The writers of this article in The Atlantic claim, “Last night in Portland, as happened last month in Washington, D.C., peaceful protests only grew in response to the federal show of force.” The article’s title: “Nothing Can Justify the Attack on Portland: The question of whether these arrests are appropriate has a clear answer—at least in a nation that purports to live under the rule of law.”
Let’s put the question about “rule of law” to rest right now: 10 U.S. Code § 251 to 254b. Click it, read, then click “next” to review all sections. Discover that both Congress and a series of presidents concurred this authority should rest with the President to counter riots (domestic violence), rebellions and insurrections when local or state governments either cannot or will not do their job or otherwise deny the equal protection of the laws secured by the Constitution. It’s not about “who’s got the bigger stick.” It’s about safeguarding the Constitutional rights and freedoms of everyone. No government, at any level, has the authority to either infringe on rights or refuse to stop others from infringing on rights.
Local and state governments refused to do their job. Therefore, commensurate with federal law, the duly elected president of the United States is securing those rights and freedoms of others.
As for the increase in rebellion, I see this as a GOOD sign. Some times you’ve got to turn over the brush pile to flush the bugs.
Let’s examine the authors:
Quinta Jurecic, a contributing writer at The Atlantic and the managing editor of Lawfare. She writes articles such as, “Trump is campaigning on a platform of abject failure.”
Benjamin Wittes, a contributing writer at The Atlantic, the editor in chief of Lawfare, and a senior fellow at the Brookings Institution. He writes articles such as, “Trump can’t even imitate a normal president.”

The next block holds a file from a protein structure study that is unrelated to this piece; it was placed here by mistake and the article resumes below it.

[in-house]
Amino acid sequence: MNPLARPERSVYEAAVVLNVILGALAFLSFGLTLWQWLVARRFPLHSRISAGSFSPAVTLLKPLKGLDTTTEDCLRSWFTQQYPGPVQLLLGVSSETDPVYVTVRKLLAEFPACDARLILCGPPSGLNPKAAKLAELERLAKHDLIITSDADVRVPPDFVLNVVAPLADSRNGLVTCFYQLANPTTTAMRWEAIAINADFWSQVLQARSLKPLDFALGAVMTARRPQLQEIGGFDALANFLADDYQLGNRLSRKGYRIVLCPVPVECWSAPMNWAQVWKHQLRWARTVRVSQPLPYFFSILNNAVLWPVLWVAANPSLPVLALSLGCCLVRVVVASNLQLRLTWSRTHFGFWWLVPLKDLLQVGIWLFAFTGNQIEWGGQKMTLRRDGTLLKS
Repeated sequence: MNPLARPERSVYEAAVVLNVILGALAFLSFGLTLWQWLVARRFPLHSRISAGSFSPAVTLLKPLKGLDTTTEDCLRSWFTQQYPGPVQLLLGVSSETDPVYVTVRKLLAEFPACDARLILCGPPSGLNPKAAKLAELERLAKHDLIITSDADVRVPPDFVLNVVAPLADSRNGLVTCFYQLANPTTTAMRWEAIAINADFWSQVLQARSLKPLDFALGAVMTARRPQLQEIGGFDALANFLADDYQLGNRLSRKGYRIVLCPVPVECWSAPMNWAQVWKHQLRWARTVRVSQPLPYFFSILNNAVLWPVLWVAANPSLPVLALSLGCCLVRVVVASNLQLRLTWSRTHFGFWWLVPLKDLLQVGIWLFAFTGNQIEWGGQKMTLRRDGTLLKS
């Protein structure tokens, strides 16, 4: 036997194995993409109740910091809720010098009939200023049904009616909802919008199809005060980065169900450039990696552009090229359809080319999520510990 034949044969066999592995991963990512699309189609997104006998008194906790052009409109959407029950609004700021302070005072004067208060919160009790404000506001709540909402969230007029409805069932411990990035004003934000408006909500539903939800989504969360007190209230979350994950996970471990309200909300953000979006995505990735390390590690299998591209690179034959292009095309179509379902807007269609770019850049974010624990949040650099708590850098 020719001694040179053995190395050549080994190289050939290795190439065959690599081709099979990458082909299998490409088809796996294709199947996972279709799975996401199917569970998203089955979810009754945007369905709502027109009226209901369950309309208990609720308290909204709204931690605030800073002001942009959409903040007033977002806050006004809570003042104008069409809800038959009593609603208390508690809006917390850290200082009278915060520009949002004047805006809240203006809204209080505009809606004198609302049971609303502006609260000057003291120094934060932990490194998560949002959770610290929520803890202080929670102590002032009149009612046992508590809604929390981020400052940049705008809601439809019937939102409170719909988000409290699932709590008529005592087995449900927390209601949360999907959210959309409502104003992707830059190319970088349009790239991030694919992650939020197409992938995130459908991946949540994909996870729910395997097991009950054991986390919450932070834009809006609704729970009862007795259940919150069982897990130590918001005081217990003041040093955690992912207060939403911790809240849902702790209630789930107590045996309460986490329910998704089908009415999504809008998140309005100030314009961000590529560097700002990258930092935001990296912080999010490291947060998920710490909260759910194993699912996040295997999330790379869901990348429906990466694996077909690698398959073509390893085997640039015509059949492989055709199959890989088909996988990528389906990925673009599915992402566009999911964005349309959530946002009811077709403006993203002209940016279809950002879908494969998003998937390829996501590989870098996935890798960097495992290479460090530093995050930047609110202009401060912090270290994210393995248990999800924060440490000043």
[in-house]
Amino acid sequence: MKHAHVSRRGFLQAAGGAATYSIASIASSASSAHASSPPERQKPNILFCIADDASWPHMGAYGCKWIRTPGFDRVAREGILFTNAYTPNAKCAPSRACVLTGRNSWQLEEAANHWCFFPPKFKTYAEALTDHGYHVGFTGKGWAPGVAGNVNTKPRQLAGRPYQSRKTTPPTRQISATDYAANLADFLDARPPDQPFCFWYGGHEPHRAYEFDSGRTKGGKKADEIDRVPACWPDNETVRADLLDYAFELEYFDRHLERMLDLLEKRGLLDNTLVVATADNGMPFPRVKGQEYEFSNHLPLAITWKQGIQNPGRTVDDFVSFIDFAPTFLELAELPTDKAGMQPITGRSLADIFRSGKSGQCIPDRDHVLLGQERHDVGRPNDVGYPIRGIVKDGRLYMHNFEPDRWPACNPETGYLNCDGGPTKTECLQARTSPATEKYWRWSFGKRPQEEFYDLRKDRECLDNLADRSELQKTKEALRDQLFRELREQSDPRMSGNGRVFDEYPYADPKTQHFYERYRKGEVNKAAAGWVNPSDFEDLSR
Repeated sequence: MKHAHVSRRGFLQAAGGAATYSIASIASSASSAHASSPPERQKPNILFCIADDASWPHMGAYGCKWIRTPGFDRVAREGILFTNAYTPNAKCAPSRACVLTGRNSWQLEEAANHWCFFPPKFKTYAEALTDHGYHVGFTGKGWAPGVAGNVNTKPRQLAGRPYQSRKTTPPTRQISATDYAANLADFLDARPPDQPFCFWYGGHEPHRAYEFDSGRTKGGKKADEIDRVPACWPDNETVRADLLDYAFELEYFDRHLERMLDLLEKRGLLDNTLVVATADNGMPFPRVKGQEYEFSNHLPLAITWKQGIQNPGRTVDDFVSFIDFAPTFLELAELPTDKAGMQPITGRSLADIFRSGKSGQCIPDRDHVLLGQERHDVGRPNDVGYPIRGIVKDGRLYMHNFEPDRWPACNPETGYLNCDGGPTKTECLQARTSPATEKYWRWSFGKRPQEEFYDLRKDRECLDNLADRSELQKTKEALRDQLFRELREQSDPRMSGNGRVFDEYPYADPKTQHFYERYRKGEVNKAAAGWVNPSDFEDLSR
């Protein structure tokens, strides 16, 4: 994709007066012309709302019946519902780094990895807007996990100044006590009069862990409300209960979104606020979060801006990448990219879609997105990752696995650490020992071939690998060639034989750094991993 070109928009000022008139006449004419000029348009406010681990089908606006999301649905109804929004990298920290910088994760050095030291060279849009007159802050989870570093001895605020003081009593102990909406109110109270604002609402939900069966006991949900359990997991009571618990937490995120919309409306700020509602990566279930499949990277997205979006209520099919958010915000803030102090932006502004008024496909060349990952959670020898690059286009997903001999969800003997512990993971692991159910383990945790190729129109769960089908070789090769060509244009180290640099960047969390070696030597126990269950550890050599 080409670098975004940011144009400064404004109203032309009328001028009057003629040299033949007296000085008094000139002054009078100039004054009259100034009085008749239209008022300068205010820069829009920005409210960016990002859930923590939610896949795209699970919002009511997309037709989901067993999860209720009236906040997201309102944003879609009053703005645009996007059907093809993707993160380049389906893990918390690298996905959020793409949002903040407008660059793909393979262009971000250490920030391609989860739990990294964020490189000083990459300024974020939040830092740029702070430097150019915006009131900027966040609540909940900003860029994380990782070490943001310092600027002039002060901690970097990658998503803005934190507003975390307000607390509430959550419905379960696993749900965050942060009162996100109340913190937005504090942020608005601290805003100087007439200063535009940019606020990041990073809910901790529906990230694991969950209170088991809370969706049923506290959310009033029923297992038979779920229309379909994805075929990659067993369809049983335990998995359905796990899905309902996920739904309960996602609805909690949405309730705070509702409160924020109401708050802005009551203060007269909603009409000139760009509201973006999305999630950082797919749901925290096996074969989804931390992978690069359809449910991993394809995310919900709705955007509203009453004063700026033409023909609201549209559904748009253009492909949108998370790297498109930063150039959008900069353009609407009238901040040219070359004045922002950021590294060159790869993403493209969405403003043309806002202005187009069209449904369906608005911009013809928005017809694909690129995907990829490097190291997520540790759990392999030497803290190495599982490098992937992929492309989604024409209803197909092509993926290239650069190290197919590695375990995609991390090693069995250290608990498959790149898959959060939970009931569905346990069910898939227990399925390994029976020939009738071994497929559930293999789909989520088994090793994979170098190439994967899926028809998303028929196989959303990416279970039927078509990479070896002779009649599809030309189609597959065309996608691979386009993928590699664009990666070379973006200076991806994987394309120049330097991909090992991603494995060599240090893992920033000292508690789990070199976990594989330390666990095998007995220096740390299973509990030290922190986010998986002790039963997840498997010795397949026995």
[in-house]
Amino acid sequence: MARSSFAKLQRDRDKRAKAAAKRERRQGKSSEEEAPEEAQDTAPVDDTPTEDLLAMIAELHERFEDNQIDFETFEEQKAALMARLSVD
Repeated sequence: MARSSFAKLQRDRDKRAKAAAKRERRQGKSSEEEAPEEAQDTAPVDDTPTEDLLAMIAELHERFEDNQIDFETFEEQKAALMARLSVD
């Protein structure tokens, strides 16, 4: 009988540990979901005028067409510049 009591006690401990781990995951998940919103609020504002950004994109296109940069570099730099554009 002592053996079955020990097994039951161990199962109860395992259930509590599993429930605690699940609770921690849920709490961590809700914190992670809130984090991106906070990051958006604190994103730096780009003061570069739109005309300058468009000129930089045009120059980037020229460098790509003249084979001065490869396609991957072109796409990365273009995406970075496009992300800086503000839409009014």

Clearly, these two are undeniable anti-Trumpers, throwing pretty much everything they might say into the “WTH?” category.
Let’s examine Lawfare:
It’s a rather brain-laden group of individuals, mostly writers, some lawyers, who have created a blog, which bloomed into a business. They describe themselves as “an ongoing commentary on America’s lawfare, even as we participate in many of its skirmishes,” while claiming “our focus has been and will continue to be directed to the merits of the underlying legal and policy debates themselves—the “Hard National Security Choices” that also form part of our title.”
The articles I read there sound fairly solid, even though the blog is in a bit of disarray.
But Jurecic’s and Wittes’ article in The Atlantic is nothing but thinly-veiled anti-Trumpism sandwiched between two layers of intentional ignorance or obfuscation of 10 U.S. Code § 251 to 254b.
Let’s examine the Brookings Institution:
As a 501(c)(3) non-profit organization, Brookings describes itself as independent and non-partisan.
It is anything but. In fact, “The Washington Post has described Brookings as centrist and liberal. The Los Angeles Times has described Brookings as liberal-leaning and centrist before opining that it did not believe such labels mattered. In 1977, Time magazine described it as the “nation’s pre-eminent liberal think tank”.
Furthermore: “Starting with the 1990 election cycle, employees of the Brookings Institution gave $853,017 to Democratic candidates and $26,104 to Republican candidates. In total, since 1990, 96 percent of its political donations have gone to Democrats.”
For these two to have arrived at a wholly unsustainable and highly unlawful position is quite the stretch from the bounds of normalcy. Their unsupportable premise is the same as that of Seattle’s Mayor, who wrongly thought that if we just take a step back, all this will go away.
Neither of them realize, much less recognize that our nation has a severe infection of Illegal Thinking. As with any criminal element, giving it room to grow will never solve the problem. As an infection, it requires debridement, and that’s GONNA sting. The pain isn’t something to be shied away from, but embraced, as the infection was allowed to grow far too long on perhaps well-intentioned but otherwise blitheringly idiotic Demoncrap policies.
Once the necrotic tissue is removed, the patient can begin to recover.